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A GENERAL ACCOUNT OF SUCH AS ARE OF Less CONSE:
QUENCE, WITH SHORT CHARACTERS;
NOTICES, OR REVIEWS OF VALUABLE FOREIGN BOOKS;
CRITICISMS ON NEW PIECES OF MUSIC AND WORKS OF ART;
LITERARY INTELLIGENCE OF EUROPE, &C.
At hæc omnia ita tractari præcipimus, ut non, Criticorum more, in laude et
Bacon de biftoria literaria conscribenda.
FROM JANUARY, TO APRIL INCLUSIVE, 1791.
PRINTED TOR J. JOHNSON, N°. 72, ST. PAUL'S CHURCH-YARD,
ART. 1. Transactions of the Society instituted at London, for the Encouragement of Arts, Manufactures, and Commerces with the Premiums offered in the rear 1790, Vol. viii.
8vo. p. 416. with a Print of the Elevation of the Society's House, as designed by R. Adam, and four Plates, Pr. 4sfewed. Dodfley. 1790.
The premiums of this Society have been particularly directed to the encouragement of planting trees for timber. Ás this is done with a view to prevent a scarcity of that article in future, the design is undoubtedly very laudable ; particularly fo, if the object be to plant trees on soils unfit for pasture or corn. But to raise woods on good fertile land, which is perfectly adapted to those purposes, does not appear to us equally meritorious. The difference in the price, must always make it more profitable for this country to import timber than corn.
Agriculture.--A gold medal was adjudged to J. Morse, Esq; for planting 25 acres with acorns, on part of which the acorns were ploughed in with wheat. Another to Mr. Coulishaw, for planting 6 acres, on Carlton Forest, with Spanish chesnuts, of which more than 1200 per acre, and as many larches-the boundaries planted with oaks, alhes, and various other trees. Two others to R. Slater Milnes, Esq; for having planted 20,000 elms and 200,000 larches. A silver medal to Mr. Wright, for having planted 11,573 larch trees, A gold medal to the Bishop of Landaff, for planting 11 acres, with 20,000 afh, 3,200 oaks, 2000 elm, 2000 beach, 2000 fycamore, and 650 Carolina poplar plants. Many thousands of the larches planted by his lordship in 1788, lost their tops by the wetness of the spring and summer of 1789.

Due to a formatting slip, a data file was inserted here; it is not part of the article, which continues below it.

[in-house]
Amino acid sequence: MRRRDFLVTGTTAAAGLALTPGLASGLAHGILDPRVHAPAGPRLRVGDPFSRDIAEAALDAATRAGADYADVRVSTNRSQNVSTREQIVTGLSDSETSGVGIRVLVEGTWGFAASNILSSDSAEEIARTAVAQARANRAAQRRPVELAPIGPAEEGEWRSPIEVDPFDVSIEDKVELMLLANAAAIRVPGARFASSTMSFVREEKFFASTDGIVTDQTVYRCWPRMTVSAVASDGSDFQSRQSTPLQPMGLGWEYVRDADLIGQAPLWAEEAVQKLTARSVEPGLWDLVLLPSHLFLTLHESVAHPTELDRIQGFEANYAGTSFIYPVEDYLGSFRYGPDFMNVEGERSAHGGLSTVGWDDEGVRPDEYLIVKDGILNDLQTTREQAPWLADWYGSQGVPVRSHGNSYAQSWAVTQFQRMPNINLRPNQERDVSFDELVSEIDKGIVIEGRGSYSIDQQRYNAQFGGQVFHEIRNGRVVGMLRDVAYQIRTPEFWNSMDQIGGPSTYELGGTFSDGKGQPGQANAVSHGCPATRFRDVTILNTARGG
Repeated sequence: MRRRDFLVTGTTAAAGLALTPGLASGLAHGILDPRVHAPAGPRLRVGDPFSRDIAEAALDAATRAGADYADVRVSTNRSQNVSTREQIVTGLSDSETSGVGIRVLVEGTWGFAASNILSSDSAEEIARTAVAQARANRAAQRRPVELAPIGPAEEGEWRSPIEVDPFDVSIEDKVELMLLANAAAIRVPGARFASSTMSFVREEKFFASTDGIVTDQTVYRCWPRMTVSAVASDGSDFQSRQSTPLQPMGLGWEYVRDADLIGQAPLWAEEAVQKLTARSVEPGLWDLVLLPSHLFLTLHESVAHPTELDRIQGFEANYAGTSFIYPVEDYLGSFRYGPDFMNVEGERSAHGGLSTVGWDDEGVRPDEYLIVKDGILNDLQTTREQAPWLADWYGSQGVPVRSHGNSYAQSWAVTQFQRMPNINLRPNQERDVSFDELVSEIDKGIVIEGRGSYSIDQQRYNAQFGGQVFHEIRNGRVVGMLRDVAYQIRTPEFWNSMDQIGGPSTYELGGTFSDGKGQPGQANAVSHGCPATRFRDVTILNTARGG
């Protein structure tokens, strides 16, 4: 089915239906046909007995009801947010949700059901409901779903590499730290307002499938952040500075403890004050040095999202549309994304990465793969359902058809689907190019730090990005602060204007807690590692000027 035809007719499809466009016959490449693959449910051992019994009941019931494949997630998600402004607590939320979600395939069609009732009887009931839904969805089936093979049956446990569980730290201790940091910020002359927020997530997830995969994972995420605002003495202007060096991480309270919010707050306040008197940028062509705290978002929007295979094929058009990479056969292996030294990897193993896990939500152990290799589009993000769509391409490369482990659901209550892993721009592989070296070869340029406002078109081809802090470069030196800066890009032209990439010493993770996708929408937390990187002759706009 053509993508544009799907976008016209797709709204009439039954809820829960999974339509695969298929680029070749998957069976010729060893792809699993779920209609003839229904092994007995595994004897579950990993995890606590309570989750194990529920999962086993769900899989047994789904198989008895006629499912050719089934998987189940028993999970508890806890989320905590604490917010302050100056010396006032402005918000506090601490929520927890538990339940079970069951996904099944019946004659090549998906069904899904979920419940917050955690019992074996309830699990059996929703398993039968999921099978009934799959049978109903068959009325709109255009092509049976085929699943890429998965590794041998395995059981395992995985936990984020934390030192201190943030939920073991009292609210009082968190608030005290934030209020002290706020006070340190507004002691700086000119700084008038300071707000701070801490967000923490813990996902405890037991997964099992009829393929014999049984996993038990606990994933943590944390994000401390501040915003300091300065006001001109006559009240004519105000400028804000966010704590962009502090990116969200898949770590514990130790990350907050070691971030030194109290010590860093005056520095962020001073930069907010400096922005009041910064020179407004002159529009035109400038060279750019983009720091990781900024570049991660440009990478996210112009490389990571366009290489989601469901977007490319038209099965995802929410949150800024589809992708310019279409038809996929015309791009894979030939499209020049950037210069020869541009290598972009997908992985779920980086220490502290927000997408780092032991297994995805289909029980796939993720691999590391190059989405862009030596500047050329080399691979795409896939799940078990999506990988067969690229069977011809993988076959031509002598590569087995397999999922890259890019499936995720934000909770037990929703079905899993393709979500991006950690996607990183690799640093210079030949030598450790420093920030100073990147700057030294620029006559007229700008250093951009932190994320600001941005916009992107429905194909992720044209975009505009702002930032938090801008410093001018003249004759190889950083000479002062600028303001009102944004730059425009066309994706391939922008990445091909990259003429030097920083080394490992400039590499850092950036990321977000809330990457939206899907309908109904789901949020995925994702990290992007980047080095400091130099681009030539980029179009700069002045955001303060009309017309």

A gold medal, or 301. which was offered for discovering the nature of the disease, and method of curing the curl in potatoes, was divided between Mr. Hollins, Mr. W. Pitt, and Mr. Holt.
Mr. Hollins states, that the curl in potatoes is a disease which ad. mits of three different stages, or degrees: ift, The halí curl: 2d, The VOL, IX. N' I.